Dr. D.Y. Chandrachud, C.J.
1. The special appeal is from a judgment of the learned Single Judge dated 7 September 2015. The appellant was admitted in 2006-07 to the MBBS degree course at Safai Medical College on a seat reserved for the Scheduled Tribes. The appellant claims to belong to the Scheduled Tribe of Meena. Admittedly, the aforesaid tribe has been designated as a Scheduled Tribe in relation to the State of Rajasthan but not in the State of Uttar Pradesh. The father of the appellant was employed in the Railways and was at the material time posted at Najibabad in the district of Bijnor in Uttar Pradesh. Thereafter, the appellant's father was transferred to New Delhi as part of the exigencies of service and eventually retired from service. The appellant completed his MBBS degree course in 2012-13 (on a reserved seat) and applied for the U.P. Post Graduate Medical Education Examination (UPPGMEE) on a seat reserved for Scheduled Tribes. The appellant was required to file his certificate in a proforma. On the ground that the appellant did not furnish his certificate in the prescribed proforma after due attestation from the local authorities, he was declined admission by the Counseling Board at the stage of counseling. In the order which was passed by the Counseling Board, it was stated that in the certificate which was furnished by the appellant, his place of residence in the State of Uttar Pradesh was not mentioned. Moreover, the appellant had produced a copy of the certificate issued by the Collector of Alwar in Rajasthan which was not acceptable to the Counseling Board. Aggrieved by the decision of the Counseling Board, the appellant filed a writ petition under Article 226 of the Constitution seeking to challenge the decision of the Counseling Board and for a mandamus for the allotment of a seat in order to enable him to pursue his post graduate medical education in the State of Uttar Pradesh.
The learned Single Judge dismissed the writ petition on the ground that in order to seek the benefit of a reserved seat, the appellant was required to fulfill all the requirements; that although the appellant was asked to file a certificate in the prescribed proforma after due attestation, he had failed to do so; and that the appellant had failed to establish that he had migrated to the State of Uttar Pradesh. In the circumstances, the learned Single Judge held that the appellant would not be entitled to the benefit of a seat reserved for the Scheduled Tribes for admission to medical colleges in the State of Uttar Pradesh.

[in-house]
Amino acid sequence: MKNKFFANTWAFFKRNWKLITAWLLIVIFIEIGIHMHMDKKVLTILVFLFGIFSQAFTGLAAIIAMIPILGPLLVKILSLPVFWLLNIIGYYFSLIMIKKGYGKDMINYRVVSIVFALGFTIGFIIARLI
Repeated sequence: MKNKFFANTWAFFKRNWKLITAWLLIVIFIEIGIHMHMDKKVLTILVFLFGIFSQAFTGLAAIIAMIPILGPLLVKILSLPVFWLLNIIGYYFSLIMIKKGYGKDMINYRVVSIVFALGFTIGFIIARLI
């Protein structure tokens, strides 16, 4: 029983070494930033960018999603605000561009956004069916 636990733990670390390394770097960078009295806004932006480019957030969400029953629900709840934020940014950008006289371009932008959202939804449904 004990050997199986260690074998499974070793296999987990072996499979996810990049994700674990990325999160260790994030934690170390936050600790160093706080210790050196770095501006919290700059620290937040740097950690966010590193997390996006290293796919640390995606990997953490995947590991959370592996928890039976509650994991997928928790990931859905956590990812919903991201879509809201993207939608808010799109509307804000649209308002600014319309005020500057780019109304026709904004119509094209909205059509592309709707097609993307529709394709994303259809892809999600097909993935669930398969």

When the special appeal came up before this Court, the basic issue which was to be addressed was how the appellant who claims to belong to a Scheduled Tribe in Rajasthan can claim the benefit of a seat reserved for the Scheduled Tribes in the State of Uttar Pradesh. Since this aspect was not adverted to in the order passed by the learned Single Judge, a request was made before this Court by counsel for the appellant in the special appeal for an adjournment to enable the appellant to file a supplementary affidavit. We deemed it appropriate and proper to allow this request. In pursuance of the opportunity which was granted by the Court, the appellant has filed a supplementary affidavit dated 15 October 2015.
Basically, the case of the appellant is that in exercise of its discretionary power, the State has granted the benefit of reservation to persons who have migrated from other States to the State of Uttar Pradesh as Scheduled Castes and Scheduled Tribes for the purpose of education and employment even though the community in question is not included in the Presidential Order designating Scheduled Castes and Scheduled Tribes in relation to the State of Uttar Pradesh. The appellant has relied upon five instances of teachers who have been selected as L.T. Grade teachers in the State of Uttar Pradesh on the basis of Scheduled Tribe Certificates granted to them as belonging to the Meena community in the State of Rajasthan. This is the submission which falls for consideration.
Article 342 of the Constitution provides as follows:
342. Scheduled Tribes.--(1) The President may with respect to any State or Union territory, and where it is a State, after consultation with the Governor thereof, by public notification, specify the tribes or tribal communities or parts of or groups within tribes or tribal communities which shall for the purposes of this Constitution be deemed to be Scheduled Tribes in relation to that State or Union territory, as the case may be.
(2) Parliament may by law include in or exclude from the list of Scheduled Tribes specified in a notification issued under clause (1) any tribe or tribal community or part of or group within any tribe or tribal community, but save as aforesaid a notification issued under the said clause shall not be varied by any subsequent notification.